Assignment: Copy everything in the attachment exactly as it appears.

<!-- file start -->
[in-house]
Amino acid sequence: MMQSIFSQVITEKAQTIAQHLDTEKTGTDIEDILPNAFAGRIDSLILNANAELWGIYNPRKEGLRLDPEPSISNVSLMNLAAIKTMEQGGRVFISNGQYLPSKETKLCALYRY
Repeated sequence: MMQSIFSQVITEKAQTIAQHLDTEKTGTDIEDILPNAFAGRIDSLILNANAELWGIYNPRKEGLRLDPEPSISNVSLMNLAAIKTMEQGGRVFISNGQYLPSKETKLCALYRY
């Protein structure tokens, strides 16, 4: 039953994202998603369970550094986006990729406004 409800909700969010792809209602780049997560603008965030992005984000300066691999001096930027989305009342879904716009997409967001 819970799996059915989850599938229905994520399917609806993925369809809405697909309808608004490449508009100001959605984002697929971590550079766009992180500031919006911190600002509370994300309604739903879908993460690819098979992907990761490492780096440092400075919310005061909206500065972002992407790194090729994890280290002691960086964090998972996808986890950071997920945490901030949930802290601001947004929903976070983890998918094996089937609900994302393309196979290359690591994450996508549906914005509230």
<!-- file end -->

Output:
[in-house]
Amino acid sequence: MMQSIFSQVITEKAQTIAQHLDTEKTGTDIEDILPNAFAGRIDSLILNANAELWGIYNPRKEGLRLDPEPSISNVSLMNLAAIKTMEQGGRVFISNGQYLPSKETKLCALYRY
Repeated sequence: MMQSIFSQVITEKAQTIAQHLDTEKTGTDIEDILPNAFAGRIDSLILNANAELWGIYNPRKEGLRLDPEPSISNVSLMNLAAIKTMEQGGRVFISNGQYLPSKETKLCALYRY
């Protein structure tokens, strides 16, 4: 039953994202998603369970550094986006990729406004 409800909700969010792809209602780049997560603008965030992005984000300066691999001096930027989305009342879904716009997409967001 819970799996059915989850599938229905994520399917609806993925369809809405697909309808608004490449508009100001959605984002697929971590550079766009992180500031919006911190600002509370994300309604739903879908993460690819098979992907990761490492780096440092400075919310005061909206500065972002992407790194090729994890280290002691960086964090998972996808986890950071997920945490901030949930802290601001947004929903976070983890998918094996089937609900994302393309196979290359690591994450996508549906914005509230």